Once completed, the template should be emailed to the certification body.
The certification body must review and respond to your comments, stating if they have made any changes to scores or the scoring rationale and the reason for their decision.
The certification body will upload the template to Track a Fishery when the Public Comment Draft Report is published. You can download the template to respond to their comments and to comment on the Public Comment Draft Report.
The certification body will respond to your comments and the template will be included in the Final Draft Report as an Appendix.
|Description:||This template is for stakeholders to provide written comments during an MSC fishery assessment.|
|Date of issue:||26 October 2022|
|Date effective:||26 October 2022|
The fishery assessment stages
1. Assessment preparation
A fishery assessment begins when a fishery contracts a certification body. The certification body gathers information about the assessment and assigns an assessment team.
The assessment team analyses information about the fishery, such as technical papers, reports and data. They use this information to decide on draft scoring of the fishery against the MSC Fisheries Standard.
2. Assessment announcement and stakeholder comments
The assessment is announced in the MSC fisheries updates email. The announcement includes the assessment team members and the details of the site visit.
Following a desk-based review of the fishery, the certification body publishes the Announcement Comment Draft Report on the MSC Track a Fishery website. This report includes draft scoring ranges against the MSC Fisheries Standard with rationale and supporting information. For an overview of the Performance Indicators of the Standard see document below.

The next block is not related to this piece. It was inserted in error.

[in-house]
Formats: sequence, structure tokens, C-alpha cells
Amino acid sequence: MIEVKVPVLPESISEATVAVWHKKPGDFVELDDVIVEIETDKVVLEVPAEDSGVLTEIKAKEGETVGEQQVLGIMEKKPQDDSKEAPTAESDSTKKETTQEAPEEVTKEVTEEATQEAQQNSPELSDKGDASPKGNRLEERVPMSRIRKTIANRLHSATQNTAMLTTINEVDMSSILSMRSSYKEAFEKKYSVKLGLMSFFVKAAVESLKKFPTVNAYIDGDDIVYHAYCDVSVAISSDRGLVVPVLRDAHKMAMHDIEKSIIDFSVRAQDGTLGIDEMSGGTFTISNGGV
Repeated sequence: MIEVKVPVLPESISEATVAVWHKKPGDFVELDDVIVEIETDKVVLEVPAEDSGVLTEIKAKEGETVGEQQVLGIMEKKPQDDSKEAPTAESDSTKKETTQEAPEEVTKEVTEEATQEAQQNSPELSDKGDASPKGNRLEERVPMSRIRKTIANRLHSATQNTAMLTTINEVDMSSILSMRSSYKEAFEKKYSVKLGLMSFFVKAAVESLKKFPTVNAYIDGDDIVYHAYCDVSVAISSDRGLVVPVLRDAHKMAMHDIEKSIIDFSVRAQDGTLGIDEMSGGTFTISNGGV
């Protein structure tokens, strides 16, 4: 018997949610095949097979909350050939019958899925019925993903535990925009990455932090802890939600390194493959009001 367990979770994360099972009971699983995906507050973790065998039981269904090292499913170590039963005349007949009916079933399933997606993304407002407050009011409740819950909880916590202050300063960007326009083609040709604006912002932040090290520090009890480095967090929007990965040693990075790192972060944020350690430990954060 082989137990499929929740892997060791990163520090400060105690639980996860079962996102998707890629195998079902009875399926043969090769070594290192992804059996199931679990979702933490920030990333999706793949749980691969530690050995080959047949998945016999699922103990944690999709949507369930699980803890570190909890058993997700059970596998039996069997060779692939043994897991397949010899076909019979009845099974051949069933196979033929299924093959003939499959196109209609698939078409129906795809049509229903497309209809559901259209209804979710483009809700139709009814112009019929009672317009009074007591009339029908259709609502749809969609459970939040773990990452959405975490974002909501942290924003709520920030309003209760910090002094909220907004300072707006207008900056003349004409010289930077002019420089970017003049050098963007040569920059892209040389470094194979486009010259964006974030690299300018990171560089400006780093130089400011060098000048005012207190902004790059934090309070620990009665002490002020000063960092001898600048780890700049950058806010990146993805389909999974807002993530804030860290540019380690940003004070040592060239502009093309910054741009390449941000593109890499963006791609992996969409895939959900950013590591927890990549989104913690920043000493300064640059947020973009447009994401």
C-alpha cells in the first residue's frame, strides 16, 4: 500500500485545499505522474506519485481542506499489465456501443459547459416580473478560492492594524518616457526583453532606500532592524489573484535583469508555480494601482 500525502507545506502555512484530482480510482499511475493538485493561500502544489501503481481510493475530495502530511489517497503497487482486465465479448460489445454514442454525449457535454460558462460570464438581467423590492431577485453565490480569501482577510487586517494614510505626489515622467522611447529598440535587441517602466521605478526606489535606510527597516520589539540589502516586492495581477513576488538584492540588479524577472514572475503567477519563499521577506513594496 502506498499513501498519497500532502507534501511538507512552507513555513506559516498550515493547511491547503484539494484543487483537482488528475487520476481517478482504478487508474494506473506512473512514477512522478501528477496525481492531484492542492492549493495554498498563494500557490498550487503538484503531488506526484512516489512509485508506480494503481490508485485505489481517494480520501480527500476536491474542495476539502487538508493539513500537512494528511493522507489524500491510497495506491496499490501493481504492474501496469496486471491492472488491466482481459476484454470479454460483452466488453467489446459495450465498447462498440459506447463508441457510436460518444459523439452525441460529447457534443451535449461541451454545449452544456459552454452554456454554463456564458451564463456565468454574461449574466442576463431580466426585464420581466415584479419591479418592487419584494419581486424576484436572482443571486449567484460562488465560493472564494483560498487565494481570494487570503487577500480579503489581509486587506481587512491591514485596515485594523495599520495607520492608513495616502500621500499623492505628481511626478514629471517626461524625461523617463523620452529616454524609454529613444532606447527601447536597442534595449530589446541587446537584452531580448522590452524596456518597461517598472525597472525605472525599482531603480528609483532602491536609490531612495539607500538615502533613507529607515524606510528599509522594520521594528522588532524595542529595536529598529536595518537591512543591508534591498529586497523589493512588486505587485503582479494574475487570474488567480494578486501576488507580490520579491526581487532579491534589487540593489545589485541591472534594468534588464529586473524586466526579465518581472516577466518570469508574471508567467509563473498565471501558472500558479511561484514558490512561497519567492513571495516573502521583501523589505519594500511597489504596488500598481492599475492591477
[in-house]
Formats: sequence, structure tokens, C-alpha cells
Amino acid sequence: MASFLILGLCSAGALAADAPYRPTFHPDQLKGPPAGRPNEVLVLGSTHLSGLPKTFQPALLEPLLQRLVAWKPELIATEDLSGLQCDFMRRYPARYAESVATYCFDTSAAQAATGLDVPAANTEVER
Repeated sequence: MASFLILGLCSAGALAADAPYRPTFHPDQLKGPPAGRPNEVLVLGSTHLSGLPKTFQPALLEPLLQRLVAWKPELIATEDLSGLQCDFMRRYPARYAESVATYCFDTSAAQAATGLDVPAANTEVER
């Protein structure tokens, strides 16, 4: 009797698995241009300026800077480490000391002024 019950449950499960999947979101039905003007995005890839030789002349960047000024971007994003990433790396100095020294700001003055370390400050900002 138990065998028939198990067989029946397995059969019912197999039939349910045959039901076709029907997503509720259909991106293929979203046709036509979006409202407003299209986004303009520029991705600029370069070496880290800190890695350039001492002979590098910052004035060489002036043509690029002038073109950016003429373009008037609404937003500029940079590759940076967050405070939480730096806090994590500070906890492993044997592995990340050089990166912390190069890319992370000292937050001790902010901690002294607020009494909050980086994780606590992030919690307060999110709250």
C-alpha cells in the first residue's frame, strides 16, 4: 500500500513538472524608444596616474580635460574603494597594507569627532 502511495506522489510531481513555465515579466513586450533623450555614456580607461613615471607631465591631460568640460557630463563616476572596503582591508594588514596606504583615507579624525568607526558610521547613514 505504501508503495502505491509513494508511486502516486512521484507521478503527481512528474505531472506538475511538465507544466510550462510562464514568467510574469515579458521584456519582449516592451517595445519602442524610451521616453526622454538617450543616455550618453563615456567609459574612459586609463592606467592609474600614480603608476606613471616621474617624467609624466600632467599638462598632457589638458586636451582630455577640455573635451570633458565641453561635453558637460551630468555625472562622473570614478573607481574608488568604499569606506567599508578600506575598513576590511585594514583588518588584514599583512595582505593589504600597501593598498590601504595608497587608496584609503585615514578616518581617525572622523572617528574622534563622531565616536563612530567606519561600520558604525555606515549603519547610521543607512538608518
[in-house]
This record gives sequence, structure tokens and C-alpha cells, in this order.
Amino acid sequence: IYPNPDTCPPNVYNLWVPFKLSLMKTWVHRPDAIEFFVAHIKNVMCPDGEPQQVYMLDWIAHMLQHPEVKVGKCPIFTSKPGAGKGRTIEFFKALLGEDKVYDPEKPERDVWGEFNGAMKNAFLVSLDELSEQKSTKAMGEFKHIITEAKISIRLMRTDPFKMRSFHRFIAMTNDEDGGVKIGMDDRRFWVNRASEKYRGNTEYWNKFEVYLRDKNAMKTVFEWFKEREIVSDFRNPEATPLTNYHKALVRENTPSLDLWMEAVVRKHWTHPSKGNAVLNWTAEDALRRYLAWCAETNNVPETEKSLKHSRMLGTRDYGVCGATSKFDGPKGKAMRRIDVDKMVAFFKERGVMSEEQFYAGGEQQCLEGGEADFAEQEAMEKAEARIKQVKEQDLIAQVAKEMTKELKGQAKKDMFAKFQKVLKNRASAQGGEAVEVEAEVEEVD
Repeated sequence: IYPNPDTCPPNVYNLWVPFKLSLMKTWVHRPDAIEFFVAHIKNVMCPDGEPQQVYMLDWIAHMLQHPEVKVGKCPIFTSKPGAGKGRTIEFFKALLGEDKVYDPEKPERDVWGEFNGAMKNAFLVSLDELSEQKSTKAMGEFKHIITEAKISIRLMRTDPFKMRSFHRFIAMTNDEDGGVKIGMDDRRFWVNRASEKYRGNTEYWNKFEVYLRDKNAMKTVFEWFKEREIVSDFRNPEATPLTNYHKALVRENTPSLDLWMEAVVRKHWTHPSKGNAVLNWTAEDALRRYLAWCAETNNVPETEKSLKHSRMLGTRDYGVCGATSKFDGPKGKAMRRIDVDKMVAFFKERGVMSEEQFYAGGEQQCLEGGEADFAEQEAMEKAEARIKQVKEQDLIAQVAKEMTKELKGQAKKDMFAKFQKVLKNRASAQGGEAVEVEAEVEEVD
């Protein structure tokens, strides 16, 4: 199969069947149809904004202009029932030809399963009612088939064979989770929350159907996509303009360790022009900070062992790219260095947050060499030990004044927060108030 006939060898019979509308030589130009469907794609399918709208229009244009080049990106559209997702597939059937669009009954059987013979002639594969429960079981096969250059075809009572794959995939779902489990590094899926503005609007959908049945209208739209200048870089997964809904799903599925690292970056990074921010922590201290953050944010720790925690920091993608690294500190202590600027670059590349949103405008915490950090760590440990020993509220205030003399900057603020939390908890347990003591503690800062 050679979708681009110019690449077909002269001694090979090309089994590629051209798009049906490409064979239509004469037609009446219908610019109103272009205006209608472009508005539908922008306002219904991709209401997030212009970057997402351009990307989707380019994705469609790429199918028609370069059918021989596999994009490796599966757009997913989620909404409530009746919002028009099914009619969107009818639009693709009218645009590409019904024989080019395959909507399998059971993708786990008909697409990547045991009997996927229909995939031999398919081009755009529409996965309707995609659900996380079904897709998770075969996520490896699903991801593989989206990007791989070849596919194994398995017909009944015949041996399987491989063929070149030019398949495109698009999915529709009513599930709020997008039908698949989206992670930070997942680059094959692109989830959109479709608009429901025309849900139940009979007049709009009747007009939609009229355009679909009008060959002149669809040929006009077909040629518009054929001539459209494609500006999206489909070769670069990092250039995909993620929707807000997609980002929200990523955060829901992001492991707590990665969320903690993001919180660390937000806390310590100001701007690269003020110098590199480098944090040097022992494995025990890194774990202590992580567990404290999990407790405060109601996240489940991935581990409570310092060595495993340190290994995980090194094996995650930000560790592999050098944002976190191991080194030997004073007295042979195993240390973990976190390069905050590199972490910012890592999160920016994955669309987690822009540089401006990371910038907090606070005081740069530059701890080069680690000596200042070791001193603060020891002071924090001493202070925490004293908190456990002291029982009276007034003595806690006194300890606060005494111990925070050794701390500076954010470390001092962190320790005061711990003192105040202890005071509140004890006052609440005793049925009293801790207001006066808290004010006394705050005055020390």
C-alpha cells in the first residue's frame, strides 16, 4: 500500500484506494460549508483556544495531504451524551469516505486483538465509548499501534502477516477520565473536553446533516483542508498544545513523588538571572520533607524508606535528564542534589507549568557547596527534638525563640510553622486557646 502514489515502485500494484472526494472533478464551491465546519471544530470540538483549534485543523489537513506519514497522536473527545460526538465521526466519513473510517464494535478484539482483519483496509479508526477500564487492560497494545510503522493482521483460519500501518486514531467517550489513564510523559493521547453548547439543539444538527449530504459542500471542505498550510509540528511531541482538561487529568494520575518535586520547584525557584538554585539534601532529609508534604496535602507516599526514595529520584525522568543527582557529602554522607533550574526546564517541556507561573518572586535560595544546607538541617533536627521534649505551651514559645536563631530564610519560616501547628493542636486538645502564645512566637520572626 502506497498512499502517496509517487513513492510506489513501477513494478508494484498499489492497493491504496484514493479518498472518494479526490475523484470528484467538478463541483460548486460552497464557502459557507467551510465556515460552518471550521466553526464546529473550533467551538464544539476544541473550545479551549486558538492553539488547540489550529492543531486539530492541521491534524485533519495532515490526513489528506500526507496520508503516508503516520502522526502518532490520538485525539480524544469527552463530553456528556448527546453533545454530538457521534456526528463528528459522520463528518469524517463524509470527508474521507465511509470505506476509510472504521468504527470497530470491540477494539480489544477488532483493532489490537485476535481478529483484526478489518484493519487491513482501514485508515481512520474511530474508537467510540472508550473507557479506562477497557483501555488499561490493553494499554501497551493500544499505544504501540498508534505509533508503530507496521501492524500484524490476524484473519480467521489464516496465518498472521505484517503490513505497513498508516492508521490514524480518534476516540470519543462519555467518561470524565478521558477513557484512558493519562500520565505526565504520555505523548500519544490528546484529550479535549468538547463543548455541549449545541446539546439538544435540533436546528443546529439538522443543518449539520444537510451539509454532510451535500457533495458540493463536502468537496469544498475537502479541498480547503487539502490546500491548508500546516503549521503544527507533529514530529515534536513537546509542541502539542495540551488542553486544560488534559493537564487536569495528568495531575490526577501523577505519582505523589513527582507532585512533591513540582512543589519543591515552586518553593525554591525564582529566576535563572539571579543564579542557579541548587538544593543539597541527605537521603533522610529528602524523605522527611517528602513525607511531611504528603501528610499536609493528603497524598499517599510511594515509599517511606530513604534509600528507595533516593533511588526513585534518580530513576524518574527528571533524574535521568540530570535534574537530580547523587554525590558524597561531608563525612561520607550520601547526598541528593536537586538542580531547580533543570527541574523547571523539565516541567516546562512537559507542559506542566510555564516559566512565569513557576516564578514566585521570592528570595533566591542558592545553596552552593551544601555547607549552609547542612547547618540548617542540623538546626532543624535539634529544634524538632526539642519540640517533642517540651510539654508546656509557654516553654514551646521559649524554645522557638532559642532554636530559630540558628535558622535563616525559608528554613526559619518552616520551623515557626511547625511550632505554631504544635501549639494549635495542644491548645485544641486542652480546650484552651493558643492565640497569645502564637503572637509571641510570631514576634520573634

The report also identifies areas where further information is required. Stakeholders with knowledge of these areas are encouraged to participate in the review and provide the assessment team with relevant information ahead of the site visit. This helps to ensure stakeholders, certification bodies and fishery clients are well informed and prepared for the site visit
The score ranges provided in the report are not final and may be changed following the site visit based on additional information provided by the fishery, stakeholders and peer reviewers.
At this stage you can
Provide information about the fishery to the assessment team and comment on the Announcement Comment Draft Report using the stakeholder input template.
Include any evidence, references or information to support your comments and be of use to the assessment team.
It’s most helpful to the assessment team if you focus your feedback on the draft scoring and any information gaps in the assessment.